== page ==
In summer, pods measuring around 30cm long form on the tree and the seeds inside them gradually mature through to September or October. Japanese honey locust seeds are said to contain ingredients that are effective against swelling and the seeds are sold as an oriental medicine remedy. However, until now, little was known about the ingredients themselves. In the course of this research, we discovered that Japanese honey locust seeds contain a new substance, which we called Saikachinoside A. This substance is thought to act on the nervous system and we’ve just started studying it.”

Japanese honey locust pods

Japanese honey locust seeds. The adult Saikachi bean weevils were quite lively.

Just a small handful of new substances find applications in pharmaceuticals.

Professor Ohta says that the process of discovering a new substance involves “nothing but struggle”.

“Many of the new substances discovered are present only in minute quantities, so just extracting them is difficult. In addition, failure means that they disappear completely. That’s why there’s such a tremendous feeling of achievement against the odds when you’ve determined the structure of this precious sample and discovered that it’s a hitherto-unknown substance. Broadly speaking, 99 out of every 100 components investigated turn out to be already-known substances. Even if the other one is a new substance, only a very few of these have the potential to become pharmaceuticals. It’s difficult just to find a new substance, but you feel happiest if it turns out to have the potential to be used in a drug.”

Using experiences of failure as sustenance to grow and achieve one’s dreams

After he has taught some of the basics to his students, he tells them to try things for themselves, using their own ingenuity.

“I want to guide them in a way that allows them to gain first-hand experience of success – even if only small successes – and to turn that into motivation for the next step, gradually achieving bigger and bigger results each time. I always tell them ‘The harder it is to achieve, the greater your joy will be when you succeed,’ in order to encourage them to dream. I praise them as much as possible, too. We experience a succession of failures – it rarely goes well. But I want to encourage them as much as possible and have them use their experiences of failure as sustenance so that they can ultimately achieve their dreams.”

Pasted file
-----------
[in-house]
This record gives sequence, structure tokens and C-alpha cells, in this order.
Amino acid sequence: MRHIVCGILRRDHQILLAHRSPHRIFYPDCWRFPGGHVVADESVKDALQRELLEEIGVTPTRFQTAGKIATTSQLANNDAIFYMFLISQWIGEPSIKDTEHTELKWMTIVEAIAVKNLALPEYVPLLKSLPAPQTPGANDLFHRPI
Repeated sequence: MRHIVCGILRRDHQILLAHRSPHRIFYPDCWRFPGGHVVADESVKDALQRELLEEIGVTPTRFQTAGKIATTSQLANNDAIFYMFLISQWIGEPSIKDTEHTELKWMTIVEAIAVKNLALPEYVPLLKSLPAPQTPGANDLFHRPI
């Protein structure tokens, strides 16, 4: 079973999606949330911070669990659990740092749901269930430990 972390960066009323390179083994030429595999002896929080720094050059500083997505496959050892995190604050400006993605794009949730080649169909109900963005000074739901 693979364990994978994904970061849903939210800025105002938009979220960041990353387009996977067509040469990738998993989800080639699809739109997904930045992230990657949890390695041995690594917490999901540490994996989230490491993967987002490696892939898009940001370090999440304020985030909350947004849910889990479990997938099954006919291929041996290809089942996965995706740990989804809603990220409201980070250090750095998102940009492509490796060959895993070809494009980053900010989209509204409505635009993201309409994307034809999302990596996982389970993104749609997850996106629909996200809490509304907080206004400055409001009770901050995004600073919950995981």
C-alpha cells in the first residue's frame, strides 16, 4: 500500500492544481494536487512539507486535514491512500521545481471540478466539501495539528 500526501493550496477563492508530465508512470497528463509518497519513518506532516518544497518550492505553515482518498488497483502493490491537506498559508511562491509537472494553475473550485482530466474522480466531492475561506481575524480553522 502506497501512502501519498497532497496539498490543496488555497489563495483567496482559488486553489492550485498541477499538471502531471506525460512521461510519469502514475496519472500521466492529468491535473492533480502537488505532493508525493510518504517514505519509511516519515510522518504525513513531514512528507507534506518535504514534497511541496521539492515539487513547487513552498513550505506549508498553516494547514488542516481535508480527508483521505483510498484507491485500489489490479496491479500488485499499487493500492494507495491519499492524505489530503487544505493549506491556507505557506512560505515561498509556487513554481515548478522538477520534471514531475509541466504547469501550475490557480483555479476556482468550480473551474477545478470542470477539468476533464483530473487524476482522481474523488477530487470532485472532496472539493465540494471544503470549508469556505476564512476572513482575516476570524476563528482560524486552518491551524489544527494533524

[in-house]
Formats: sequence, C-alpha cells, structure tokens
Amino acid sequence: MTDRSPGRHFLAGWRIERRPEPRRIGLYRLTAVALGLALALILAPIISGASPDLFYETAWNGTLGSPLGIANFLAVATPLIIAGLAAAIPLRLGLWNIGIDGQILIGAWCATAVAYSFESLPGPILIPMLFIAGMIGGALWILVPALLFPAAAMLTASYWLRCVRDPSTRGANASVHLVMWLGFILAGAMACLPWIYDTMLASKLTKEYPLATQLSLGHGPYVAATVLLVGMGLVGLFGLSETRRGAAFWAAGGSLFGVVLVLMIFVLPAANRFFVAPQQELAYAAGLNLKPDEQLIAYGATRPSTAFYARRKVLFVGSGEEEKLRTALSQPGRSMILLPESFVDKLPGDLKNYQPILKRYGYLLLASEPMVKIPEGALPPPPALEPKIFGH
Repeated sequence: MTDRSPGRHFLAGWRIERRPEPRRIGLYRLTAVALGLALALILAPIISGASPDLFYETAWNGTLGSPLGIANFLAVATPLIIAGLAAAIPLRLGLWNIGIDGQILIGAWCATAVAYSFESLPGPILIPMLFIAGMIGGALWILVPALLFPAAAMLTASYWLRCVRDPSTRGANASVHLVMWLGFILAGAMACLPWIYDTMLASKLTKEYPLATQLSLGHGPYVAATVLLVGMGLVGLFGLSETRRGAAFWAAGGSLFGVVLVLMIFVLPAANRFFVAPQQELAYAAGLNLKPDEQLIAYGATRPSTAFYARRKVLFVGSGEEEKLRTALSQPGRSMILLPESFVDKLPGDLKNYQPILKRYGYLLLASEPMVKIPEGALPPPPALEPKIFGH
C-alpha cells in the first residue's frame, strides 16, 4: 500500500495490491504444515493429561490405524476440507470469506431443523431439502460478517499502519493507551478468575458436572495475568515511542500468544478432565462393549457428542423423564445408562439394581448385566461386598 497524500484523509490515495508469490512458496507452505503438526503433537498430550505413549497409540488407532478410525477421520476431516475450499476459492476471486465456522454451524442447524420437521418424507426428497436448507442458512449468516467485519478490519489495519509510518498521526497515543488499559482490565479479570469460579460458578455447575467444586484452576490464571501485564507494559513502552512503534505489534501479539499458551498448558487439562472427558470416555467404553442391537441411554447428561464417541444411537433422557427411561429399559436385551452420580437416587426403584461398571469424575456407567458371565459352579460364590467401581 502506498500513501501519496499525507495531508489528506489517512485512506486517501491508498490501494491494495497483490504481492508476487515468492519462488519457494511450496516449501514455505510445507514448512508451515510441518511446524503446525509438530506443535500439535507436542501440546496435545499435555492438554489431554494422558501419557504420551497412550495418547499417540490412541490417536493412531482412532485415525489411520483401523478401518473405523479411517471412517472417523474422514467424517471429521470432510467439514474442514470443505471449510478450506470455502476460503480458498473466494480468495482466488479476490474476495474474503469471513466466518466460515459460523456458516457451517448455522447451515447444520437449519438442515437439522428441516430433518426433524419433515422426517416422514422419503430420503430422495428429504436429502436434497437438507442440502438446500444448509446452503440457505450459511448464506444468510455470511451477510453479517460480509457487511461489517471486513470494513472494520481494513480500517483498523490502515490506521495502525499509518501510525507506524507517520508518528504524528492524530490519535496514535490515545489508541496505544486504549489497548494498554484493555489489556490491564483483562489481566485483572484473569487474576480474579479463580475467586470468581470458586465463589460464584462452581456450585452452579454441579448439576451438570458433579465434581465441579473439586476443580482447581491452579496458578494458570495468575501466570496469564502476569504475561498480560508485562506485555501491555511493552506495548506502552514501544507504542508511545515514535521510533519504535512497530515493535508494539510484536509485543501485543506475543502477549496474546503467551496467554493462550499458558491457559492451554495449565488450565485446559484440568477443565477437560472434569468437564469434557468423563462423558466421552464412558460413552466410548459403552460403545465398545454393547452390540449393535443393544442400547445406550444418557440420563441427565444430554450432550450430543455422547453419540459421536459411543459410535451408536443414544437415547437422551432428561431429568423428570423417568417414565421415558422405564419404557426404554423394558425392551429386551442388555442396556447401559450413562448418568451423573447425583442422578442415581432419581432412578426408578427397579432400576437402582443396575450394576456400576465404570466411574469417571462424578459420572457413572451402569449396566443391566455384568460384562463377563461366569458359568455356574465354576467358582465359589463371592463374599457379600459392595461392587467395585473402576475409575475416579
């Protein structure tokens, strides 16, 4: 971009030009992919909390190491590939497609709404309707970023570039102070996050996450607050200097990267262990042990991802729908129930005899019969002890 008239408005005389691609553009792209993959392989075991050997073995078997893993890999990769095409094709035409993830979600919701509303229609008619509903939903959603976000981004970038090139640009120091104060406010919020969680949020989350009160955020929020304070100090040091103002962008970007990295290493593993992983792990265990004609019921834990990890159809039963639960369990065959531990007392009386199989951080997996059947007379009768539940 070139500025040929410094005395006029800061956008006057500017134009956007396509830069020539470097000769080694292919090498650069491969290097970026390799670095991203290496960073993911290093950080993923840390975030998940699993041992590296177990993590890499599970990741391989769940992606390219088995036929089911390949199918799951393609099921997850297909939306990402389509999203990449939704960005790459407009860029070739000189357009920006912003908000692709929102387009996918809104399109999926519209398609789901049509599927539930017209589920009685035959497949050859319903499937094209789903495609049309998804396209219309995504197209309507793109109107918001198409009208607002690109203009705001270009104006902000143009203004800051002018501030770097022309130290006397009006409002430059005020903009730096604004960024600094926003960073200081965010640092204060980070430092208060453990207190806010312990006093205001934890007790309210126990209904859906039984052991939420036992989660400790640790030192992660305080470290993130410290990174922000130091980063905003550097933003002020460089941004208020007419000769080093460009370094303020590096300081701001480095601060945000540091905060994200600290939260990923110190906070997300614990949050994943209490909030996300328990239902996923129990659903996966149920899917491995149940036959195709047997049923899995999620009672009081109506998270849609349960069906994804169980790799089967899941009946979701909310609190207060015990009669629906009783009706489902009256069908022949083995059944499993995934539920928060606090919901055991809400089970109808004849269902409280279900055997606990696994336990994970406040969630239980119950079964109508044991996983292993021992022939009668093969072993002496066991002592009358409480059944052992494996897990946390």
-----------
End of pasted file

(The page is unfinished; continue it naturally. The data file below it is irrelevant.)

Aiming to improve people’s quality of life by discovering useful new substances

Finally, when asked about his future goals as a researcher, he replies with evident enthusiasm, “I want to discover hitherto-unknown naturally-derived chemical substances and carry out development that will lead to useful applications, such as drugs to cure human diseases. Plants and microorganisms have an impact on each other, including symbiotic relationships with each other, and ecosystems are based on the balance between them. I’d like to use these relationships between organisms to achieve a better quality of life for people.”

“Dorsamin-A, which we discovered in the Saikachi bean weevil, not only exhibits a powerful antioxidant action, but also blocks UV-B ultraviolet rays. UV-B rays reach the Earth and cause skin blemishes, so we think that Dorsamin-A might have an application in anti-aging cosmetics, as an antioxidant that also offers protection against ultraviolet rays.”

Professor Ohta tells us about his future goals.

Afterword

Apparently, organisms with a symbiotic relationship, such as Japanese honey locust seeds and the Saikachi bean weevil, produce amazing substances in abundance, in an effort to extend their territory. Hearing that the substances produced by that strategy “have hidden potential to become wonder drugs that can cure human diseases,” I was reminded that humans too are part of a big ecosystem that also encompasses plants and insects. I was particularly impressed by these words from Professor Ohta. “I want to achieve a better quality of life for people, while respecting the ecosystem, which maintains a balance even as the organisms within it influence each other.” (K2)